Real España Caballeria

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Hierarchical Path: War of the Spanish Succession (Main Page) >> Armies >> Spanish Army (Bourbon) >> Real España Caballeria

Origin and History

In September 1702, the King Philip V of Spain, who was taking part in the campaign in Northern Italy, was informed that an Anglo-Dutch amphibious force had undertaken the Siege of Cádiz. He then decided to return to Spain. On October 2, he left the army at Luzzara, accompanied by the Prince de Vaudémont, and went to Casalmaggiore. On October 6, the king arrived in Milan. On 17 October, while sojourning in Milan, Philip V signed an ordonnance creating the "Regimiento de caballeria de la guardia real del Rey nuestro senor", more commonly called "Regimiento Real de España". This new regiment comprised 8 companies for a total of 400 men. Its role was to protect the queen in her palace in Madrid. Francisco de Agurto y Salcedo, Marquis de Gastanaga, was charged to raise the regiment in Spain.

All Spanish Household units of the new Bourbon dynasty were modelled along French lines. Therefore, the regiment followed the organisation and regulations of the units of the Household troops of Louis XIV.

In December 1702, the Marquis de Gastanaga died at Zaragoza. On 30 January 1703, he was replaced by the Cardinal Portocarrero, Cardinal Primate of Spain, at the head of the regiment. Portocarrero was seconded by Lieutenant-General Joseph de Salazar as lieutenant-colonel; and by Juan de Idiaquez as sergeant-major (he would be promoted to lieutenant-general on 28 August 1703).

On 22 May 1703, the regiment was reviewed for the first time at the Palace of Buon Retiro in Madrid. On this occasion, a contemporary described "a uniform of fine turquin blue clothes richly decorated with silver braids."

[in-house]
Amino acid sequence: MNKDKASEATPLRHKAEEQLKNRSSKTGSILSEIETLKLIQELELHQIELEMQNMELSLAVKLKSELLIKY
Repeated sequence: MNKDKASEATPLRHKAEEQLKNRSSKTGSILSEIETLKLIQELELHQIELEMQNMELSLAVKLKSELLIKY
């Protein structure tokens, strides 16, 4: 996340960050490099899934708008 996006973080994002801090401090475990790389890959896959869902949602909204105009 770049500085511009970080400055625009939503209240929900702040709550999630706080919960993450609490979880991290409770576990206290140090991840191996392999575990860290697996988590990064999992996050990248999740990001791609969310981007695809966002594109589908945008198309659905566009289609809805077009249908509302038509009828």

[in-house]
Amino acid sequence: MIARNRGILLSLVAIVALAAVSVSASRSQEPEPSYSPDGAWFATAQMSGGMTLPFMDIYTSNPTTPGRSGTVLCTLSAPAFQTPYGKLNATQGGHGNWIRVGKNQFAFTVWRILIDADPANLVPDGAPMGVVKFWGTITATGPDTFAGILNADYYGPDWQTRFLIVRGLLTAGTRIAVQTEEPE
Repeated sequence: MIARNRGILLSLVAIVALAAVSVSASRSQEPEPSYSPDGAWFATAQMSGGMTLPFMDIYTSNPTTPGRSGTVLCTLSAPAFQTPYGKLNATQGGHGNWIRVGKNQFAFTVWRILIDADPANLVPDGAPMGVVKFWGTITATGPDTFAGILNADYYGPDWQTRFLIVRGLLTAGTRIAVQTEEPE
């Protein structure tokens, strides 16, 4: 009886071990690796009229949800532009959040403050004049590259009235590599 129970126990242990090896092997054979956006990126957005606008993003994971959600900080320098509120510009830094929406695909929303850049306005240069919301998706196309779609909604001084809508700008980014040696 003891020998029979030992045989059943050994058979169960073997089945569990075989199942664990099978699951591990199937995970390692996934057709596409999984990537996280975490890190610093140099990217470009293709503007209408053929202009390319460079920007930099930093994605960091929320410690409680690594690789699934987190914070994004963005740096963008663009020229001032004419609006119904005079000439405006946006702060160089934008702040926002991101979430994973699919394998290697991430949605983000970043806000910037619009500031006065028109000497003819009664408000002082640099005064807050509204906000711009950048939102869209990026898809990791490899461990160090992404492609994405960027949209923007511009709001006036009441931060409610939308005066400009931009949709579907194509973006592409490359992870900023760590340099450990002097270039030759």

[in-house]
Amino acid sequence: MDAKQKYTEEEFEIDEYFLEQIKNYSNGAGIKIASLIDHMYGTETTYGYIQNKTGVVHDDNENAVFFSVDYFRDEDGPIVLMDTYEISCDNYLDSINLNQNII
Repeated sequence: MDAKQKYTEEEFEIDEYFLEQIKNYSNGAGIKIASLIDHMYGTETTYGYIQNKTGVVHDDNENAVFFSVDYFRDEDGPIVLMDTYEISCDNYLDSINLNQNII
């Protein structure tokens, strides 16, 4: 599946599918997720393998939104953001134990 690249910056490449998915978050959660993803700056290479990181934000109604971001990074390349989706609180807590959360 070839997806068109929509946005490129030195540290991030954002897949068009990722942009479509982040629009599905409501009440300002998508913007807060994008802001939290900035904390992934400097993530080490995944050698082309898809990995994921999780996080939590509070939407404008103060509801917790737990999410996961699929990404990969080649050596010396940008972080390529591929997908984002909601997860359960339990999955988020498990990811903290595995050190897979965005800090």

On 21 June 1704, the regiment was disbanded and incorporated into the newly created Reales Guardias de Corps, its troopers forming the two first (Spanish) companies of the new regiment.

The unit was under the command of:

  • From October to December 1702: Colonel Francisco de Agurto y Salcedo
  • from 30 January 1703 to June 1704: Colonel Cardinal Portocarrero

Service during the War

The regiment assumed guard duty at the Royal Palace in Madrid and did not take part in any campaign.

At the beginning of 1704, the regiment took part in the campaign in Portugal. On 21 June, it was disbanded.


The regiment wore the same uniforms as the Household troops of Louis XIV with the exception of the cockade which was red.


Uniform Details
Headgear black tricorne laced silver, with a red cockade fastened with a silver clip and a silver button
Neck stock white
Coat turquin blue edged silver with 6 silver buttons on the right side and 6 large silver laced buttonholes on both sides arranged 1-2-3
Collar none
Shoulder straps none
Lapels none
Pockets horizontal double pockets, each single pocket with 3 large silver buttonholes and 3 silver buttons
Cuffs crimson, each with 3 silver buttons and 3 large silver laced buttonholes
Turnbacks none
Waistcoat crimson edged silver with white lining; silver buttons with silver laced buttonholes; horizontal pockets edged silver
Breeches royal blue
Leather Equipment
Bandolier red and silver squares laced silver
Waistbelt same colour and pattern as the bandolier
Cartridge Box n/a
Scabbard black leather with a white metal tip
Footgear black boots
Horse Furniture
Saddlecloth turquin blue edged with a wide silver braid
Housings turquin blue edged with a wide silver braid
Blanket roll turquin blue and red

Troopers were armed with a sword, a pistol and a carbine.


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Dragonas Magazine

Memorias para la historia de las troas de la Casa Real de Espana 1818


Jean-Pierre Loriot for the initial version of this article